AUST Hendry advises that generally buildings are covered by a “replacement with new” insurance policy, which is the very best basis of settlement as it protects you with ‘new for old’ coverage. To maximise the benefit of this coverage, it does mean you need to ensure that the declared building value or sum insured is adequate to fully replace the asset(s) in accordance with the current building codes and with today’s ever increasing building costs.
Are you familiar with the co-insurance clause? (The penalty for being under insured) A lot of people think if they insure for $4,000,000 for example, they have no risk of having to contribute towards a loss until such time as the loss exceeds that $4,000,000. This is simply not correct.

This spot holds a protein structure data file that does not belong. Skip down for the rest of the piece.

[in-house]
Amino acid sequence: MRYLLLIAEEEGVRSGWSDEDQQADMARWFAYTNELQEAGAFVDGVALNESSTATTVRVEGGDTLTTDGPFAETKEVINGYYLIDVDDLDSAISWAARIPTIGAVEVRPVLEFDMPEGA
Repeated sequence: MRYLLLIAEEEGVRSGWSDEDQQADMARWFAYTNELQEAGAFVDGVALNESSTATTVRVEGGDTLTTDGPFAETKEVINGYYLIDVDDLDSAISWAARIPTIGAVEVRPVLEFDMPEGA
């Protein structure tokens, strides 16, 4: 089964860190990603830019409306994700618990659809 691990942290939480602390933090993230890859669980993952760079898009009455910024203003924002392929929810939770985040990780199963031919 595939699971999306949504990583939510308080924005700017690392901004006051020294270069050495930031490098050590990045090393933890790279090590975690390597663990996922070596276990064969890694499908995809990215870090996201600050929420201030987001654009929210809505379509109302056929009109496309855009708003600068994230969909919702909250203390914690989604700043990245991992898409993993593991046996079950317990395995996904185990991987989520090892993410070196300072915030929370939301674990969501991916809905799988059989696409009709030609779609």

Here’s a simple example
Steven owns a six level office building and has insured it for $4,000,000. The property is damaged by fire with a damage bill of $3,000,000. The insurers determine that the actual replacement value of the building is $8,000,000. Steven is therefore under insured by 50%. Although Steven ma thinking that the $4,000,000 cover he has is sufficient to cover the damage bill of $3,000,000 the application of the ‘co-insurance’ clause means that Steven is in fact an insurer himself for part of the risk. In other words he shares in the risk associated with under- insuring his building.
Let’s examine how an insurer would assess payments for such a claim. Insurers typically allow some tolerance for being under insured. This is often set as 20% – hence the calculation is based on 80% of the true value of the building at the start date of the policy.
So the basis for the calculation is:
Adjusted Loss =
Sum insured of declared value x The amount of the loss
80% of the value of risk (replacement value)